What Does Fatherhood Mean to Millennial Dads?

June 18, 2018

Posted by Hallie Hagland

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When talking parenthood there is always an emphasis on motherhood and what it means to be a mom. The standards are changing, and the definition of fatherhood is transforming. For years there have been stereotypes about parents; the mothers stay at home and the fathers provide. However, those ideas have been evolving for years. Millennials are especially poised to break down those stereotypes. We took a deeper dive with a few millennial dads and explored what it means to be a millennial father, how it differs from other generations, and what advice they have to offer to fellow and future fathers.

I sat down with three of our AppleTree and Gilden Woods Dads to get their take on being a millennial father:

Each generation is defined by their titles, so what does being a millennial mean to you?

B- “Millennials get a bad rap. But it really comes down to how you were raised, not about what generation you may fall in.”

R- “I think that millennials view themselves as a brand, Meaning, that we have beliefs and values to ourselves that are more individual than other generations.”

J- “I feel stereotyped and feel that I possess a stronger work ethic than what is generally associated with my generation.”

How does that relate to or affect your role as a father?

B- “Millennials have made so many technological advances it has helped in how we raise our children and how we prepare them for the rest of their lives.”

R- “It’s something that we encourage to our children. It’s okay to be different, have your own methods and style of going about things in your day to day life.”

J- “I try to instill in my children a work ethic of my grand parents generation.”

Parenting is a game changer. Is being a Dad what you expected?

B- “I don’t think that you can ever fully prepare yourself to be a parent. It’s a lot of learning as you go.”

R- “In most ways, yes. I knew I was going to do things differently than how I was raised. I didn’t expect the amount of physical and mental energy that it consumes. I also didn’t expect the sensitivity of emotions that comes with being a father.”

J- “No, it is significantly more rewarding.”

It seems that now-a-days parenting duties are shared much more than they used to be. How do you divide the parenting responsibilities, i.e.: drop off/pick up, bedtime, dinner, etc.…?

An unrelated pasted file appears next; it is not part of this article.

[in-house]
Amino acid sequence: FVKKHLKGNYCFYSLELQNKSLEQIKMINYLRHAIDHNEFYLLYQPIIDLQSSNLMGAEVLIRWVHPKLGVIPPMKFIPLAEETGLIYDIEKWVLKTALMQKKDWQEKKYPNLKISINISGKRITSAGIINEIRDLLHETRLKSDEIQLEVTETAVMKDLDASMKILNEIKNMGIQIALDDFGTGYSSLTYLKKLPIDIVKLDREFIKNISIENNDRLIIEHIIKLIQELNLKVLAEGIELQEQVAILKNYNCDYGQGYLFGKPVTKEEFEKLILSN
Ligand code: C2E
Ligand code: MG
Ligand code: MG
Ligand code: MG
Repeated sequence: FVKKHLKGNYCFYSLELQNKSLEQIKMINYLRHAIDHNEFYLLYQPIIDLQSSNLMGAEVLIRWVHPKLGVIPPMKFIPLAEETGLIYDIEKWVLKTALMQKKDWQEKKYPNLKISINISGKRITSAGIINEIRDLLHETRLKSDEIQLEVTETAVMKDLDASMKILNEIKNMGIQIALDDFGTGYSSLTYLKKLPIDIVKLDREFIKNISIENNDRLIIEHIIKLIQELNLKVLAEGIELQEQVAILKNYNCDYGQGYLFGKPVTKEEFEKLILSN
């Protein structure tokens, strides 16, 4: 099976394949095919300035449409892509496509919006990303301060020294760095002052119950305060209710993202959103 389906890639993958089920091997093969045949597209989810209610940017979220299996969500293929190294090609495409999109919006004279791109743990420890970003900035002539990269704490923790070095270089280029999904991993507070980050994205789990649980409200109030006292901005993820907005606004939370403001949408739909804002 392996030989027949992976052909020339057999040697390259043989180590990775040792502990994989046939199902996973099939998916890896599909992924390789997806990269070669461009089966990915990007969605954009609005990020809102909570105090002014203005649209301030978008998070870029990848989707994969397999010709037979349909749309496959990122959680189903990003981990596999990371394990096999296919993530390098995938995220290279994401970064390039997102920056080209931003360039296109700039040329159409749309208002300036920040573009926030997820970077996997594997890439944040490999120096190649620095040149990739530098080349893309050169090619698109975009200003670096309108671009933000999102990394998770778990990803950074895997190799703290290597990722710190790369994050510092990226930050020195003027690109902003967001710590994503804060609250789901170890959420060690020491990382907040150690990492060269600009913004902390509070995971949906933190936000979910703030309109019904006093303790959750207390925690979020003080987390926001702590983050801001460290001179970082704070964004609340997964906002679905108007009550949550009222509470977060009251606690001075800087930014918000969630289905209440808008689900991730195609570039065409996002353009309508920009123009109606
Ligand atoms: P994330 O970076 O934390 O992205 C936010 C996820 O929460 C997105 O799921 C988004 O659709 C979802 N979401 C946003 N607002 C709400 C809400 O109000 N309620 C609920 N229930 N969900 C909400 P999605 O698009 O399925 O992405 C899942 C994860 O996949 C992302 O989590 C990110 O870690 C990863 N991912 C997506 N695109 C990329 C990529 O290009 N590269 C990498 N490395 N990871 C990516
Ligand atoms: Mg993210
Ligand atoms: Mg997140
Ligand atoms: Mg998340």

B- “My wife and I divide things pretty well. We’re both very active in our son’s life and work as a team to do whatever is necessary.”

R- “My wife and I have always looked at our marriage as a team effort, in every task that is required. We communicate very well and understand the requirements of our careers. Some days she has a heavier load, others I do. We work towards making it even out for each other.”

J- “We split everything pretty 50/50 during the hours with which we are together.”

Of what generation is your dad and how does your parenting style differ from your dads?

B- “My dad is a baby boomer. Millennial fathers are more involved in their kids lives than baby boomers. Not that my dad didn’t want to be, or wasn’t when he could be, but he worked three jobs and my mom stayed home. It’s much more common for my generation that both parents provide for the family.”

R- “My dad is from the baby boomers. My dad was completely hands-off for things like feeding, changing, getting me ready for school, cleaning. To him it is a mom’s duty. I know that’s not true and it’s a joint effort to accomplish raising a well-balanced child. Plus, I want to experience the details of every step in my daughter’s life.”

J- “My dad is a baby boomer. I am more open to different perspectives and will engage in conversation with my children about why they believe what they believe while still trying to lead by an example that I hope they will follow.”

What is one piece of advice that you would offer to future fathers?

B- “Expect the unexpected.”

R- “Get involved! I hear many first-time dads say, “Oh I can’t wait until I can play or wrestle with them,” or “I can’t wait till they start talking.” We are going to know our adult children longer than we experience them as a baby. Take it all in and appreciate the early stages, because when its over, its gone for good!”

J- “The years after the first two are totally pushing through!”

Parenthood is a life-changing experience for both moms and dads. Hats off to parents of all types and a very happy Father’s Day to all the fathers out there!

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